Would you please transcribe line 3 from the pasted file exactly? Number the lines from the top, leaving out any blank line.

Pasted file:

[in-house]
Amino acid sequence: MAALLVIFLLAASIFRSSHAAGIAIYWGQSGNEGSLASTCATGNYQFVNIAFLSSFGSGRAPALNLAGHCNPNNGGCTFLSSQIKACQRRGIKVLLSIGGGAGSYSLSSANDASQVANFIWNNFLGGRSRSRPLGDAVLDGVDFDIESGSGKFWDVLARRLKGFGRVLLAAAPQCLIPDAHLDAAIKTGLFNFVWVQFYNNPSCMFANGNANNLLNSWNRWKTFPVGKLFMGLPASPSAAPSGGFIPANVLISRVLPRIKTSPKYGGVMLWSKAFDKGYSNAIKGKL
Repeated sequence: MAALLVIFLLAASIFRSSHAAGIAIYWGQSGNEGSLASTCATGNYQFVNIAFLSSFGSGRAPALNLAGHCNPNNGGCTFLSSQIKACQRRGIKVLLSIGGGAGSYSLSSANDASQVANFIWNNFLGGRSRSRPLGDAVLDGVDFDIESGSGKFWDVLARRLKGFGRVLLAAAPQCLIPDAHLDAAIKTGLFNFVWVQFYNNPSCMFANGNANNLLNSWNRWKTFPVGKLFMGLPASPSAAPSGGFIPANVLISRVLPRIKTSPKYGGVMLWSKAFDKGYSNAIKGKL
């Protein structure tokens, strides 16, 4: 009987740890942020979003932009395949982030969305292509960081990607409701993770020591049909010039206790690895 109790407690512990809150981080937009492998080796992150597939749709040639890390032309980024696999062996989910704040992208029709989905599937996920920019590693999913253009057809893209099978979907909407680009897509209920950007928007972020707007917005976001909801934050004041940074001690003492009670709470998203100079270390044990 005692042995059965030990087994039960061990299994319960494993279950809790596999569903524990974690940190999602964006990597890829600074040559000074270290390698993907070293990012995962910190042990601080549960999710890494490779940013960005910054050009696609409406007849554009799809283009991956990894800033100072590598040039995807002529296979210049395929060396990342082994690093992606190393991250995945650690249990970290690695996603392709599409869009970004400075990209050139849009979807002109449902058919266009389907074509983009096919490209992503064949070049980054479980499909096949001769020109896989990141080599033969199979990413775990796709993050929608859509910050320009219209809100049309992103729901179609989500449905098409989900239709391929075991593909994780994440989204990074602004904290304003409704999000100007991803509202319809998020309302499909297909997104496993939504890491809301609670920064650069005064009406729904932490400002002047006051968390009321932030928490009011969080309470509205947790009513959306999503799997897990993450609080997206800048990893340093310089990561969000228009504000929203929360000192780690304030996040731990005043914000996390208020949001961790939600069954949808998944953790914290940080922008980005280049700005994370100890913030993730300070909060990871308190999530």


Repeated sequence: MAALLVIFLLAASIFRSSHAAGIAIYWGQSGNEGSLASTCATGNYQFVNIAFLSSFGSGRAPALNLAGHCNPNNGGCTFLSSQIKACQRRGIKVLLSIGGGAGSYSLSSANDASQVANFIWNNFLGGRSRSRPLGDAVLDGVDFDIESGSGKFWDVLARRLKGFGRVLLAAAPQCLIPDAHLDAAIKTGLFNFVWVQFYNNPSCMFANGNANNLLNSWNRWKTFPVGKLFMGLPASPSAAPSGGFIPANVLISRVLPRIKTSPKYGGVMLWSKAFDKGYSNAIKGKL